To overcome the period of distinct circles, a diligent struggle against sectarianism and localism must be pursued. We must be materialists, however, and accept the fact that we are in a period of disunity and separate circles. The OC is objectively one circle in our movement and is not, nor does it seem it will become in the near future, synonymous with the entire trend.

The SC must restore the correct relationship between organization and politics. The organization over politics line was first promulgated by the PUL which argued that the organizational question was primary in this period and accused the OC, as a whole, of having a small circle mentality and a sectarian practice. The PUL liquidated a key difference within the anti-revisionist movement over international line and proletarian internationalism, The SC has unfortunately taken up where the PUL left off. The SC now wants to liquidate key differences on the central question facing our trend–party building line. The difference between the PUL struggle and the present struggle is, of course, that the differences with the PUL put them outside of our trend while the differences over party building line at this point do not represent lines of demarcation.

Communist unity will be genuine and long lasting when it is built on a common theoretical, political, and ideological foundation. The struggle to build this kind of unity can only come from the committment of each group to put politics in command in its relations with others. For the SC to make comradely relations and comradely struggle with forces conditional on their joining the OC is not only to elevate the OC as an organisational form above the political requirements of our movement as a whole. It is also to postpone the necessary political struggle which is required if our movement is going to-ultimately unite.

Because of the low level of theoretical development and political unity in our trend we have the de facto existence of several distinct party building centers based on distinct interpretations of Marxism-Leninism in general and the nature and tasks of party formation in particular. These centers include the OCIC, Theoretical Review, Line of March, and MINP. The existence of distinct circles, while not desirable, is not inevitably an unhealthy condition. Unhealthy conditions can be avoided if the different centers, in pursuing their tasks, also pursue the maximum degree of respect and mutual cooperation, always aiming for clarity and conducting struggle on the basis of unity-struggle-higher unity. However, when centers instead place the narrow interests of gaining and consolidating their own following above the interests of the entire trend, the result is “circle warfare”.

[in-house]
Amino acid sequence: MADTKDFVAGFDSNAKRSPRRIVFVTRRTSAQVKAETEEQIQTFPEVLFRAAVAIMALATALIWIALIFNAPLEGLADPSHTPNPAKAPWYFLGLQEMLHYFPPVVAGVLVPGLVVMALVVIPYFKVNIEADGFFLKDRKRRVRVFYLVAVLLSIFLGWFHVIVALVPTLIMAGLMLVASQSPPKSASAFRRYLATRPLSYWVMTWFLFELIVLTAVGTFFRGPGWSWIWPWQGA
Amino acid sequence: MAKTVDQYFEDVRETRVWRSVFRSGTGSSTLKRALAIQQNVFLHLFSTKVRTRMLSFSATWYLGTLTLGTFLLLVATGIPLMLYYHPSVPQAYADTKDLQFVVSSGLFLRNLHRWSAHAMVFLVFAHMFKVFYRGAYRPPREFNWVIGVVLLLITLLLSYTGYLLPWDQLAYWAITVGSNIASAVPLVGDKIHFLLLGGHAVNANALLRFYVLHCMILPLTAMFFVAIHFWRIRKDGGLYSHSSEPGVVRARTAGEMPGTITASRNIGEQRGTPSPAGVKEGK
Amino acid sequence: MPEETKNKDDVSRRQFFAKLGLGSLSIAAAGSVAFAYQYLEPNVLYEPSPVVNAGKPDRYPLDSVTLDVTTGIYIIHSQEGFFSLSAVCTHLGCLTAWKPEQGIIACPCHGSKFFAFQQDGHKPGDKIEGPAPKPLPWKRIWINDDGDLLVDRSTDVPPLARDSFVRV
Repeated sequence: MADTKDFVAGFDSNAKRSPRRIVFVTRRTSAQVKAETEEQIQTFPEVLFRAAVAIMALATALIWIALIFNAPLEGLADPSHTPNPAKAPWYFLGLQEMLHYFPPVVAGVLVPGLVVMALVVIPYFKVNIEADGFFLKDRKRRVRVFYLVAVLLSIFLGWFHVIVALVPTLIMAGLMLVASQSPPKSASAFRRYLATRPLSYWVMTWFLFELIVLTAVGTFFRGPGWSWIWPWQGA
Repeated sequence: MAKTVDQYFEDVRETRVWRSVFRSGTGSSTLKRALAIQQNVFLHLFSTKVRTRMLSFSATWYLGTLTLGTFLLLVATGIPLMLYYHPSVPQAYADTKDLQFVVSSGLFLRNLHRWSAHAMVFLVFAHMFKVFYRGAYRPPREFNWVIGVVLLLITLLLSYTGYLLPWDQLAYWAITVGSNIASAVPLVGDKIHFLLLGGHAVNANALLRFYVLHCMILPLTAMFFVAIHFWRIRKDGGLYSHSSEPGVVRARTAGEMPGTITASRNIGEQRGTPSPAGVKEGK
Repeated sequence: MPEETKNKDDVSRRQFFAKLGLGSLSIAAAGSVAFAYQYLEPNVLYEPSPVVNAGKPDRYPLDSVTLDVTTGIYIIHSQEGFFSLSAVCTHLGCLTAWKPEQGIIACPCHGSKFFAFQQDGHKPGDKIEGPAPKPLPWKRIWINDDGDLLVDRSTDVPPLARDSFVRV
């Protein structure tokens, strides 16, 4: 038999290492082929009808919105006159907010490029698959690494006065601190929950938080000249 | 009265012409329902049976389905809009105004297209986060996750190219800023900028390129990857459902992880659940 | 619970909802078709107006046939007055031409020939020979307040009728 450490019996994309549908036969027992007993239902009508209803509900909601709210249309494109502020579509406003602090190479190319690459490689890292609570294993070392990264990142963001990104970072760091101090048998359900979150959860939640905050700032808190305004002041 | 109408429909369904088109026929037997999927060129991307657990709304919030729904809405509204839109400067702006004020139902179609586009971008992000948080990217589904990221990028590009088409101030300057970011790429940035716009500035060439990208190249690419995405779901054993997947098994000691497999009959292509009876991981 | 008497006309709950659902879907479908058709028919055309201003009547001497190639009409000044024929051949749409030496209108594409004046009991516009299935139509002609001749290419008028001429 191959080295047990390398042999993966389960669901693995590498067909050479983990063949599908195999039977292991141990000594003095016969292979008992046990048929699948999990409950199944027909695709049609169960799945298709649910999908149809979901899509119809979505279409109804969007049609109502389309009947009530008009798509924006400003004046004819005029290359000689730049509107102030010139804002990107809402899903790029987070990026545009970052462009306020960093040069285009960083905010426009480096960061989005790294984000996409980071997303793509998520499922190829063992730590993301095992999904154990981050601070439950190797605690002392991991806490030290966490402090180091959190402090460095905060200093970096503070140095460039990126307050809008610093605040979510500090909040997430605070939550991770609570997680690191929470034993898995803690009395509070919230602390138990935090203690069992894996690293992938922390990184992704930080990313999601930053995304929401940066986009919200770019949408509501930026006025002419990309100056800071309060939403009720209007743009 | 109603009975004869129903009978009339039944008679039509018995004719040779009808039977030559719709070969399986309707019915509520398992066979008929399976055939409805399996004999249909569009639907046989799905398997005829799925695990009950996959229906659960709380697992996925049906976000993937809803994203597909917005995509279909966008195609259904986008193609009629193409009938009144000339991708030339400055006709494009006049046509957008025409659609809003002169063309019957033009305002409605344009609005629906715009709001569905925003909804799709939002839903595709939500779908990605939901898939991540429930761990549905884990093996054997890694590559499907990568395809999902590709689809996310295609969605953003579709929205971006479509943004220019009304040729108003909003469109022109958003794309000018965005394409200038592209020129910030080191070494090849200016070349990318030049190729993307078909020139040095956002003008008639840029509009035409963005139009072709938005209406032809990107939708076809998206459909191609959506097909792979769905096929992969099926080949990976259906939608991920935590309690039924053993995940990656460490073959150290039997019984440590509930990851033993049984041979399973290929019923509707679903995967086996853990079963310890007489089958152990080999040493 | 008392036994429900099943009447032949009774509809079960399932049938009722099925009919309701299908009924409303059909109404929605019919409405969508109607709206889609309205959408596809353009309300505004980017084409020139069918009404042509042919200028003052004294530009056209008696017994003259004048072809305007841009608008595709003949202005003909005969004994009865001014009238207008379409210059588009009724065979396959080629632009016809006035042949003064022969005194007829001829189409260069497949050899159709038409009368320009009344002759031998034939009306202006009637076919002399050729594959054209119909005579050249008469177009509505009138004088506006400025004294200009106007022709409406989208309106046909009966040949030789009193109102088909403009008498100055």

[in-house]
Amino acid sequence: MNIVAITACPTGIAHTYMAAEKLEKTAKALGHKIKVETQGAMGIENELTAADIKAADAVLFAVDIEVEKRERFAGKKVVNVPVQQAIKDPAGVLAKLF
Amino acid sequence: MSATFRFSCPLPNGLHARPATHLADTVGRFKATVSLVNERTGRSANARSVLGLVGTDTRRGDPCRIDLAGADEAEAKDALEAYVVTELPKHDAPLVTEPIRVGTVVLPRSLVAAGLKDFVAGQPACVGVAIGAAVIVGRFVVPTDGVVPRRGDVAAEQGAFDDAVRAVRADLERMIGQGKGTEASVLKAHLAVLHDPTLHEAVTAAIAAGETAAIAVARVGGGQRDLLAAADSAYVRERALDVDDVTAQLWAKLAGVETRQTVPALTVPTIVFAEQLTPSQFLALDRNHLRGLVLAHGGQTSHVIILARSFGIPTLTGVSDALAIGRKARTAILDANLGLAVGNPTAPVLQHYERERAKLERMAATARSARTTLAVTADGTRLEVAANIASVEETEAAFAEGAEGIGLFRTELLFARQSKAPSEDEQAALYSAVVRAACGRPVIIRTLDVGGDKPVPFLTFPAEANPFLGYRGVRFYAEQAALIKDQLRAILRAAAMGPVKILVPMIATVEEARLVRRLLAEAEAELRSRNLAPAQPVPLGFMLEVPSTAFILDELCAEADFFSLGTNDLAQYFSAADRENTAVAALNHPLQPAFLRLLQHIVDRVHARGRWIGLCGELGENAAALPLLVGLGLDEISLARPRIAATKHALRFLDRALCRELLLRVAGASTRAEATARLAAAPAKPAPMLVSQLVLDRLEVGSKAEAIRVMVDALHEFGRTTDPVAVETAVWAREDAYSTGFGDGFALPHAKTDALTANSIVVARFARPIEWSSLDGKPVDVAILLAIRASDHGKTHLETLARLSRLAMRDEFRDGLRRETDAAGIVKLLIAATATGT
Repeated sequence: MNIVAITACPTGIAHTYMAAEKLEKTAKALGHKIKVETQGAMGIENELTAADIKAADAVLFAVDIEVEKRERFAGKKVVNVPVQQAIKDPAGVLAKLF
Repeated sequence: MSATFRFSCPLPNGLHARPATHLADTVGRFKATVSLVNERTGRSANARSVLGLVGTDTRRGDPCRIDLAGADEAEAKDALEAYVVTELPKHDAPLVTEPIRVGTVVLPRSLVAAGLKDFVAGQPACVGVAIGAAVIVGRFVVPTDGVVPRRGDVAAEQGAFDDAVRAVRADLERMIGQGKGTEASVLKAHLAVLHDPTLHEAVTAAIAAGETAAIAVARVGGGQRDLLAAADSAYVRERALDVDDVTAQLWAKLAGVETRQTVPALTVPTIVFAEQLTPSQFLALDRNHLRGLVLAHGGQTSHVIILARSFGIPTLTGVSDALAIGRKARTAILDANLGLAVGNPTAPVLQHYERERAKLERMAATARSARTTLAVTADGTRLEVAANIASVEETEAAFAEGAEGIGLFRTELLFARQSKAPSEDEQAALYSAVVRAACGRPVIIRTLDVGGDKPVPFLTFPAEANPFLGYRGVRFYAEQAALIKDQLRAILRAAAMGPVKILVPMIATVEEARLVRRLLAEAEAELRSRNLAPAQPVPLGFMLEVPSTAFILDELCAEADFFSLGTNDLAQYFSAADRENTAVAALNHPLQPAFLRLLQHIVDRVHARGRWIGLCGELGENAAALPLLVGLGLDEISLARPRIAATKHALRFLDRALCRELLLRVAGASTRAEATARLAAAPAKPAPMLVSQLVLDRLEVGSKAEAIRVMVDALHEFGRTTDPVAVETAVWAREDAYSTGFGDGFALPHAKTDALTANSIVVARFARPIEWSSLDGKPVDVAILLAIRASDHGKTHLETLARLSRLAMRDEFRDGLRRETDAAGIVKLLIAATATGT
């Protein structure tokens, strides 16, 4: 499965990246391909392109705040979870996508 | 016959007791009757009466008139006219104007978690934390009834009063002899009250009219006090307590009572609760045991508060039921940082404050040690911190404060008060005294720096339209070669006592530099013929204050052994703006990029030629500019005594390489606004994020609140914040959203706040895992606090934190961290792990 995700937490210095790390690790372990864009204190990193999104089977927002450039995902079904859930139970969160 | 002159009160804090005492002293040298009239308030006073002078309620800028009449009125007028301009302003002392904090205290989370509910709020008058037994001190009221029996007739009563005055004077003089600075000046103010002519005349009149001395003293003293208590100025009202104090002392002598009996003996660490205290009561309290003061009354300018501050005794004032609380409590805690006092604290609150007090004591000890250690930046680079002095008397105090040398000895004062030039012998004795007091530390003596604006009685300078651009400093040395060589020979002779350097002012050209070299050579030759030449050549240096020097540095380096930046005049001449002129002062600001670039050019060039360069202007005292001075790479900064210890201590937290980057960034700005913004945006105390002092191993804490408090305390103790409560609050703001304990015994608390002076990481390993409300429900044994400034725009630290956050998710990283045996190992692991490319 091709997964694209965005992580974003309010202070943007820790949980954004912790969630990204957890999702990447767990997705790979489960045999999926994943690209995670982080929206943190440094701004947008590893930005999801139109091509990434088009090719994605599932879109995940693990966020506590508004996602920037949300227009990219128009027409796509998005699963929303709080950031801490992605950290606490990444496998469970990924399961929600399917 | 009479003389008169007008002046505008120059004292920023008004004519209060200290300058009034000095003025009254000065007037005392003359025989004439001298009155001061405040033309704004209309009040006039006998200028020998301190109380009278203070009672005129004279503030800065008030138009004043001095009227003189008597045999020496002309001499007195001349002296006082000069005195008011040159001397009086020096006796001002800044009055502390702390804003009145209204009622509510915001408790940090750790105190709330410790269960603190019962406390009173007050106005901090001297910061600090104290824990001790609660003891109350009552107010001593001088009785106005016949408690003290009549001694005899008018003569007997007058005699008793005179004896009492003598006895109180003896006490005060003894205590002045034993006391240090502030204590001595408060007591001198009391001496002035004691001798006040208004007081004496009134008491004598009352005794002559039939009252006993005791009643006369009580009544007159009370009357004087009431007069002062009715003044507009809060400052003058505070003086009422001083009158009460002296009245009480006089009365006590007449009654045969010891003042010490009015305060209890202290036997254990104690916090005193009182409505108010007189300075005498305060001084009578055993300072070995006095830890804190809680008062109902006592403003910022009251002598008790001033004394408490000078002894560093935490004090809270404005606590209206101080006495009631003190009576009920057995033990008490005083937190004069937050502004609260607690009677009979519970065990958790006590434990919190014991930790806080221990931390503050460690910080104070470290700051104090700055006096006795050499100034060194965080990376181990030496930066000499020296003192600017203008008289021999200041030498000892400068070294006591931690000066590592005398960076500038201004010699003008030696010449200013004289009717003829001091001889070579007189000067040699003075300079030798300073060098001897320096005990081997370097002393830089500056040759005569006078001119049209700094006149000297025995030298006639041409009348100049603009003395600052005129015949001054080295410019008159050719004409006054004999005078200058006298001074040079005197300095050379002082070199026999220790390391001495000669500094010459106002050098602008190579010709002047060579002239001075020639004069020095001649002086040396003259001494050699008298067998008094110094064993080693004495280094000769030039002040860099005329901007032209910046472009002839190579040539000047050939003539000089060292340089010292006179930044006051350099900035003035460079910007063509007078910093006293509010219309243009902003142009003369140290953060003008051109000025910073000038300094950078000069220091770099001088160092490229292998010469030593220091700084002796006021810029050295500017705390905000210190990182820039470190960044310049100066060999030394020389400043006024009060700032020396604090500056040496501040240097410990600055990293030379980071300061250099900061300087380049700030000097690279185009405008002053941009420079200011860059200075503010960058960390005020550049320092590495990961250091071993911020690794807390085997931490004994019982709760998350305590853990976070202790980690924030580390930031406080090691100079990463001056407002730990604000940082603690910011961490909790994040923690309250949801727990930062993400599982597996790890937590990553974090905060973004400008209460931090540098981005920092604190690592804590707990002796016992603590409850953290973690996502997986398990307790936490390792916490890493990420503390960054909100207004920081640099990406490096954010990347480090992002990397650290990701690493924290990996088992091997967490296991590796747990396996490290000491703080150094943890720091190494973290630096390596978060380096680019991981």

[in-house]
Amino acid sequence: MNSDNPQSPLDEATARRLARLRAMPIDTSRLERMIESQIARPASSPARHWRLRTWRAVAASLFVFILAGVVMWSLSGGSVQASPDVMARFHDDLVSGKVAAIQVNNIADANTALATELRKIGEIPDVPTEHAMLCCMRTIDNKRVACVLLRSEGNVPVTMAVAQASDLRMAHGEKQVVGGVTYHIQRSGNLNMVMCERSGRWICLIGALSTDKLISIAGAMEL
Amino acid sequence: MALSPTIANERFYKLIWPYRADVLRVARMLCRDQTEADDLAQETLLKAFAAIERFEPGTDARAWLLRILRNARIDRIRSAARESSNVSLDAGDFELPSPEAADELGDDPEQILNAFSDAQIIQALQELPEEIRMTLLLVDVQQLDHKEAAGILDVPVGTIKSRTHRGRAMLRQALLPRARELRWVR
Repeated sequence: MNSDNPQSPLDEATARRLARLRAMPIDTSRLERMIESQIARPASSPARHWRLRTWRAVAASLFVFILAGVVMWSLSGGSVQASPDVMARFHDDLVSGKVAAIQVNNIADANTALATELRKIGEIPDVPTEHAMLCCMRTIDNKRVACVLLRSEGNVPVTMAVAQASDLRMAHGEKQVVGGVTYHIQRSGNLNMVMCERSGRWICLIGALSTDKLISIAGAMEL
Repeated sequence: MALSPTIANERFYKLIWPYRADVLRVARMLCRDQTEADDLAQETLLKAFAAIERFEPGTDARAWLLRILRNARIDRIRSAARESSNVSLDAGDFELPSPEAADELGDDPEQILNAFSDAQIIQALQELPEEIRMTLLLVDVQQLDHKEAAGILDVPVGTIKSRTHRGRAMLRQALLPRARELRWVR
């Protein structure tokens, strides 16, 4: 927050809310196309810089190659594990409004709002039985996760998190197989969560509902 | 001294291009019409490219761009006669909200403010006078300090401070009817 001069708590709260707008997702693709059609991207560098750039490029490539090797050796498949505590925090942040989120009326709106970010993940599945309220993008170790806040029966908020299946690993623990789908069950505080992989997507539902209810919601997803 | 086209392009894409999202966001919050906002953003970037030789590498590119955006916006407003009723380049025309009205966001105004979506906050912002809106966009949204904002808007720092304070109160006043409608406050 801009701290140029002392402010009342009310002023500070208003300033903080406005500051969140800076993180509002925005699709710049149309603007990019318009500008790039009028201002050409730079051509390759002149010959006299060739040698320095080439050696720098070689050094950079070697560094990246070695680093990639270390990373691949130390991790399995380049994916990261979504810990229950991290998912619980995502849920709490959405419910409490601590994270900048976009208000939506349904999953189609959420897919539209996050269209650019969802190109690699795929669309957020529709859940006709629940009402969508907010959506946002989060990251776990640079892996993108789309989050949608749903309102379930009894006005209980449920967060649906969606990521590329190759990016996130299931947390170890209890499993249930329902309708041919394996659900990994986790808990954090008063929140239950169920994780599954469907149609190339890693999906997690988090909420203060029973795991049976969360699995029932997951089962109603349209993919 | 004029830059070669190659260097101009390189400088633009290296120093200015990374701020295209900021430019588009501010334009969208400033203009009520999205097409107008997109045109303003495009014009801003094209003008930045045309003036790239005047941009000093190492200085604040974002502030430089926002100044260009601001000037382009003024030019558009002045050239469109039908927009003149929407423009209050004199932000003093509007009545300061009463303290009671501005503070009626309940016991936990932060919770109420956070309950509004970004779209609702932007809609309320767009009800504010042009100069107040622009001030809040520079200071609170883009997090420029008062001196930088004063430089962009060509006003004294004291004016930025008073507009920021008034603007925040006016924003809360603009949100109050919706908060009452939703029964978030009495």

The SC, instead of combatting circle warfare, is promoting it – like throwing gasoline on a fire. Its struggle for a single center at this time is objectively a smokescreen for organizational hegemony. It flies in the face of objective reality which is a reality of separate circles. Instead of accepting objective reality, and recognizing the lines dividing our movement, the SC avoids the struggle around them and conjures up a sectarian line of its own: either join the OC, subordinate to our agenda, or be a left-opportunist or a concilliator of left-oppportunism. The SC line is voluntarist – it simply desires to wish away circle existence without the political basis to do so. The result: circle warfare. Because the SC has, in the name of struggling against circle warfare, collapsed the distinction between eliminating circle warfare and eliminating circles, it has unfortunately perpetuated some of the worst manifestations of circle warfare since our trend’s emergence.

We do not think the existence of separate circles necessarily must result in circle warfare as it did among the dogmatists. It existed for them because the struggle for organizational hegemony instead of ideological, unity took center stage. Isn’t this the same path, the present SC is traveling? Isn’t this feeding the flames of circle warfare? Instead of winning a leading role for itself by its advanced line and the practice of the OC, isn’t the SC trying to dominate by organizational means?

To avoid circle warfare, the SC and the OC as a whole must begin to take up the key questions facing our trend, placing the ideological struggle center stage and allowing all points of view to come forward and be struggled out. Furthermore, such struggle must be pursued in a conscious fashion and we must demand all existing circles in the-trend to take up joint national projects and theoretical work. No circle should struggle for organizational hegemony. No circle should become submerged in their own local existence. This is what will prevent circle warfare.

VI. Federationism and Racism